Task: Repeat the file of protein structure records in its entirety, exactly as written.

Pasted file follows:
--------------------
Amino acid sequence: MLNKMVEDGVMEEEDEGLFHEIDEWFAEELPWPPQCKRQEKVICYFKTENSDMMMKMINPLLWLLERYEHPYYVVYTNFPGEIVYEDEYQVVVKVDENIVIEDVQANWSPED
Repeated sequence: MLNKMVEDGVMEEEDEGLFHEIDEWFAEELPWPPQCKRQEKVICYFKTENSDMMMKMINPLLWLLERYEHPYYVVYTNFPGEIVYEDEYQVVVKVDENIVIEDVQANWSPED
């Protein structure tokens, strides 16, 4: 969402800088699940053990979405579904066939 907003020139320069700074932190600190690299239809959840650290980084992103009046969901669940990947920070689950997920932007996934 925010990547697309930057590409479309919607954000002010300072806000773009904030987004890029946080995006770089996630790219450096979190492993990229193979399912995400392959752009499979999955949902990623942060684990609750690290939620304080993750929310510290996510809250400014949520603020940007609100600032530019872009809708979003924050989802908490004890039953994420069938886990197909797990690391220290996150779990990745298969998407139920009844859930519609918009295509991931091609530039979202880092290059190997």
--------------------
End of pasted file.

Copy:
Amino acid sequence: MLNKMVEDGVMEEEDEGLFHEIDEWFAEELPWPPQCKRQEKVICYFKTENSDMMMKMINPLLWLLERYEHPYYVVYTNFPGEIVYEDEYQVVVKVDENIVIEDVQANWSPED
Repeated sequence: MLNKMVEDGVMEEEDEGLFHEIDEWFAEELPWPPQCKRQEKVICYFKTENSDMMMKMINPLLWLLERYEHPYYVVYTNFPGEIVYEDEYQVVVKVDENIVIEDVQANWSPED
């Protein structure tokens, strides 16, 4: 969402800088699940053990979405579904066939 907003020139320069700074932190600190690299239809959840650290980084992103009046969901669940990947920070689950997920932007996934 925010990547697309930057590409479309919607954000002010300072806000773009904030987004890029946080995006770089996630790219450096979190492993990229193979399912995400392959752009499979999955949902990623942060684990609750690290939620304080993750929310510290996510809250400014949520603020940007609100600032530019872009809708979003924050989802908490004890039953994420069938886990197909797990690391220290996150779990990745298969998407139920009844859930519609918009295509991931091609530039979202880092290059190997």